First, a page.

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United States Department of Agriculture

Agricultural Research Service

Title: Bermudagrass (Cynodon Dactylon) Interference in a Three-Year Sugarcane (Saccharum SPP.) Production Cycle

Authors
item Richard Jr, Edward
item Dalley, Caleb

Submitted to: Sugar Cane International
Publication Type: Peer Reviewed Journal
Publication Acceptance Date: June 14, 2005
Publication Date: July 20, 2005
Citation: Richard Jr, E.P., Dalley, C.D. 2005. Bermudagrass (Cynodon dactylon) Interference in a Three-Year Sugarcane (saccharum spp.) Production Cycle. Sugar Cane International. 23(4):3-7.

Interpretive Summary: In Louisiana, sugarcane is grown as a vegetatively-propagated perennial with at least three annual harvests following a single planting. During each production year the crop emerges from winter dormancy and begins a new infancy period on a row top that is not disturbed. This type of culture is especially conducive to the establishment of perennial weeds such as bermudagrass. Three sugarcane varieties having different spring emergence patterns and stalk populations at harvest were planted into a dense infestation of bermudagrass to determine the effects of season-long competition on sugarcane growth and yield as the varieties progressed through a normal plant-cane, first-ratoon, and second-ratoon production cycle. Bermudagrass competition reduced the number of harvestable stalks and gross cane yield by 6%, with an 8% reduction in sugar yield during the plant-cane production yr. In the first-ratoon season, stalk height was reduced by 5% for both durations of competition, and sugar yield was reduced by 13 and 8% in the plant-cane only, and plant-cane through first-ratoon durations of competition, respectively, with no differences in stalk height or sugar yield. In the second-ratoon season, number of harvestable stalks and stalk height were reduced by bermudagrass competition only where bermudagrass remained for the full production cycle. Gross cane and sugar yields in the second ratoon were reduced by all durations of competition compared to no bermudagrass competition, with sugar yield being reduced by 4, 5, and 10% in the plant-cane crop yr only, plant-cane and first-ratoon crop yr, and plant-cane, first- and second-ratoon crop yr durations of competition, respectively. Total loss of sugar yield for the three-yr production cycle, when bermudagrass was not controlled, was 1600 kg sugar/ha. This research found that if bermudagrass is allowed to compete within a prior crop season, its impact carries over to subsequent crops of the same planting even if it is completely controlled in those production years. Therefore, it is especially important to control this weed in the fallow season prior to planting and in the early stages of the sugarcane cycle in order to minimize bermudagrass’s impact on sugarcane production. Our findings did not reveal any varietal differences in competitiveness with bermudagrass. However, this is not meant to imply that varieties cannot be selected in the future that would have an increased or decreased competitiveness with bermudagrass. Varieties most likely to be more competitive with bermudagrass would be those that are early emerging, have high stalk populations, and form a dense canopy, as bermudagrass is not very tolerant of shade.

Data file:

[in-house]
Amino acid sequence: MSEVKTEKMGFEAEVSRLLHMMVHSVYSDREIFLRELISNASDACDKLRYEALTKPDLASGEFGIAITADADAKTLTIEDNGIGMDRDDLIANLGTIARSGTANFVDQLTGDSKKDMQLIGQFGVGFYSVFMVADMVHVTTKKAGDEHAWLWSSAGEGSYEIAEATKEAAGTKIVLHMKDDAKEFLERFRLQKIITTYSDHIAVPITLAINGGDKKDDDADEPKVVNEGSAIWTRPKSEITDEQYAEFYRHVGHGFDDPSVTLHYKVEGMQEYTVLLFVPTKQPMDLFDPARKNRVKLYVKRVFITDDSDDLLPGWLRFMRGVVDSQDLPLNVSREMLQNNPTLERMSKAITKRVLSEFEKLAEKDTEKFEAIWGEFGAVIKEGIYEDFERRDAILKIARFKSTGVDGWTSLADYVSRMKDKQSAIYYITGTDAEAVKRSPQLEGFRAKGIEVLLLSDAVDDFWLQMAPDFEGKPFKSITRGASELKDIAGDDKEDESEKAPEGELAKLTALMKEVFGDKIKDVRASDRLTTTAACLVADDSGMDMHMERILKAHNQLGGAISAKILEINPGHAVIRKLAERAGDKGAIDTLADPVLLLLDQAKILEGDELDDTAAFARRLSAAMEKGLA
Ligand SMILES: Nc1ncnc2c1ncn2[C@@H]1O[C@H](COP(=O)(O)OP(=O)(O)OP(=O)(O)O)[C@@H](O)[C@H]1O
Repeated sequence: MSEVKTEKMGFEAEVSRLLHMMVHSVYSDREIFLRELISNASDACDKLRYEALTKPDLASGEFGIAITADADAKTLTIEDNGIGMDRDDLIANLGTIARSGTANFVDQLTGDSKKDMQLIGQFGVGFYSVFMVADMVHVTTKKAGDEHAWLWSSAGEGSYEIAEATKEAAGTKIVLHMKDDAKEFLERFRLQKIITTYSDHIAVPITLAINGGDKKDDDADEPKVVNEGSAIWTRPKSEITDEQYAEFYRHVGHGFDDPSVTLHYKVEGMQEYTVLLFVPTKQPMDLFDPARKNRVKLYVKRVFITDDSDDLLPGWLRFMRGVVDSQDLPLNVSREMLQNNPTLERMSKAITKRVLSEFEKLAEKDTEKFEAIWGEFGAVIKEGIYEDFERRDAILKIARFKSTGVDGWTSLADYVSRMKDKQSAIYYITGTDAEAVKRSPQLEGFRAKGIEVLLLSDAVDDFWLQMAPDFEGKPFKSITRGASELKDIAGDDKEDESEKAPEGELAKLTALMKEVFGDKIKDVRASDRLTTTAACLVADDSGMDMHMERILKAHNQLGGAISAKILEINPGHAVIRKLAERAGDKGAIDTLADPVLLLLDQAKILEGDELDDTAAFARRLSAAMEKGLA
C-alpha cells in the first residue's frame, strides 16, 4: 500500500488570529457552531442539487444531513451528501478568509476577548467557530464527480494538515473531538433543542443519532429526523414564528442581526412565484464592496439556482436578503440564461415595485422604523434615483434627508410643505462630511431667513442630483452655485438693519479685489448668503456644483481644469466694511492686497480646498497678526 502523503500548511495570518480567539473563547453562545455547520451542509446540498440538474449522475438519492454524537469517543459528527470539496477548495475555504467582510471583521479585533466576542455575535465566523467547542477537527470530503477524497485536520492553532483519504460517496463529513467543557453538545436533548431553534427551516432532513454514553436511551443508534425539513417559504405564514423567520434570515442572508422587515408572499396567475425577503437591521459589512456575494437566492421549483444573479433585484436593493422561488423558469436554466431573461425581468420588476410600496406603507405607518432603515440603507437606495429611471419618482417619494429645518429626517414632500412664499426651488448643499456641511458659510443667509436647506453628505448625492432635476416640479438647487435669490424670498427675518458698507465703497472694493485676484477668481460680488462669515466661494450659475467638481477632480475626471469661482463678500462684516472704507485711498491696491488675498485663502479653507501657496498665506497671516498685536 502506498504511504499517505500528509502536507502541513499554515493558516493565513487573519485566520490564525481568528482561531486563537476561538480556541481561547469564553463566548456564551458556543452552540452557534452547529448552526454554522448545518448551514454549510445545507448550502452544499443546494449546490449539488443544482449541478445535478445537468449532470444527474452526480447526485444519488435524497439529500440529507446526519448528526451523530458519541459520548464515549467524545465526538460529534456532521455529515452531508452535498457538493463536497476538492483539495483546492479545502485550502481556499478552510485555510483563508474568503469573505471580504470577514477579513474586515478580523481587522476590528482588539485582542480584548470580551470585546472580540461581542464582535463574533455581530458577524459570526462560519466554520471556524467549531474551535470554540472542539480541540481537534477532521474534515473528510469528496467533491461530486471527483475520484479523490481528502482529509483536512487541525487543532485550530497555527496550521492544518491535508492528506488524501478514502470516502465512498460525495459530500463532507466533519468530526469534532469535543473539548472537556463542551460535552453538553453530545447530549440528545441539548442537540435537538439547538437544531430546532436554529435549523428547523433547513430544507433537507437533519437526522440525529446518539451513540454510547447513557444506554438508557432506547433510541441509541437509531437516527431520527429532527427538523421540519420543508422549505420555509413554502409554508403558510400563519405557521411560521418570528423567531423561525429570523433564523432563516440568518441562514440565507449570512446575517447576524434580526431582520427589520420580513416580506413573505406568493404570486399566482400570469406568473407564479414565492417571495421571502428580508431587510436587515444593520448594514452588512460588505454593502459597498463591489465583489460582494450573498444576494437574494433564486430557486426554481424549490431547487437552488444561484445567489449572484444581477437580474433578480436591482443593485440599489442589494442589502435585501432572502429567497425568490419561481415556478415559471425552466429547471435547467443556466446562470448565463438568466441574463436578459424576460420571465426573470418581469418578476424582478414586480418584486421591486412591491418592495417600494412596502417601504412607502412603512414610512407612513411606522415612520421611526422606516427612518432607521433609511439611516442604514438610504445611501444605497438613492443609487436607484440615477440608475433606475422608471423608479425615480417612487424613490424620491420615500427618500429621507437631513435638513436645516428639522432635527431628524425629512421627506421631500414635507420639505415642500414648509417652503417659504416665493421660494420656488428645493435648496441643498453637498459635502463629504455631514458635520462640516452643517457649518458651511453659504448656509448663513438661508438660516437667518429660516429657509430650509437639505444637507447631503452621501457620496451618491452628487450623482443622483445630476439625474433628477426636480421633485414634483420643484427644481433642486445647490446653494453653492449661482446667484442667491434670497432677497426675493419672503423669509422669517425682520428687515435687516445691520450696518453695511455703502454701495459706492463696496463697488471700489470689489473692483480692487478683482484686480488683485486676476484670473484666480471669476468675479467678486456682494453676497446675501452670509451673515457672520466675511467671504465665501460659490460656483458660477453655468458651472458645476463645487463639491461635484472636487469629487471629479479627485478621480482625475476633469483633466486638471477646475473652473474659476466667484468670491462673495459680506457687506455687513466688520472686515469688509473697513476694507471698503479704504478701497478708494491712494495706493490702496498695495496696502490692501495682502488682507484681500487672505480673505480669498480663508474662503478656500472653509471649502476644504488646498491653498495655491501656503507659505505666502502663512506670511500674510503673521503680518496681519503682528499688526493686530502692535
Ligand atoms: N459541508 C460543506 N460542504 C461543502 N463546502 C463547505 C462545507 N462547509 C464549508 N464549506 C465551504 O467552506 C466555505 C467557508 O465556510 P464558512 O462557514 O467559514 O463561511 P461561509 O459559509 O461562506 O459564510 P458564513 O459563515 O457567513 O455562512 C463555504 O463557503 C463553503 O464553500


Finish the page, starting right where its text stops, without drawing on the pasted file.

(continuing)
Technical Abstract: Three sugarcane varieties having different spring emergence patterns and stalk populations at harvest were planted into a dense infestation of bermudagrass to determine the effects of season-long interference on sugarcane growth and yield as the varieties progress through a normal plant-cane, first-ratoon, and second-ratoon production cycle. To create four durations of interference, bermudagrass was removed in the spring following planting, following the plant-cane production yr, following the first-ratoon production yr, or allowed to remain during the entire three-yr crop production cycle. Though differences in degree of bermudagrass infestation occurred in the plant-cane production yr in both runs of the experiment, the differences were not evident in the first- or second-ratoon production yr and weed infestation did not appear to be affected by variety. Bermudagrass interference reduced the number of harvestable stalks and gross cane yield by 6%, with an 8% reduction in sugar yield during the plant-cane production yr, with each variety responding similarly to bermudagrass interference. In the first-ratoon season in 1992, stalk height was reduced by 5% for both durations of interference, and sugar yield was reduced by 13 and 8% in the plant-cane only, and plant-cane through first ratoon durations of interference, respectively, with no differences in stalk height or sugar yield for 1993. In the second-ratoon season, number of harvestable stalks and stalk height were reduced by bermudagrass interference only where bermudagrass remained for the full production cycle. Gross cane and sugar yields in the second ratoon were reduced by all durations of interference compared to no bermudagrass interference, with sugar yield being reduced by 4, 5, and 10% in the plant-cane crop yr only, plant-cane and first-ratoon crop yr, and plant-cane, first- and second-ratoon crop yr durations of interference, respectively. Total loss of sugar yield for the three-yr production cycle, when bermudagrass was not controlled, was 1600 kg sugar/ha. This research found that if bermudagrass is allowed to interfere within a prior crop season, its impact carries over to subsequent crops of the same planting even if it is completely controlled in those production years. Therefore, it is especially important to control this weed in the fallow season prior to planting and in the early stages of the sugarcane cycle in order to minimize the impact of bermudagrass interference on sugarcane production.

Last Modified: 9/10/2014
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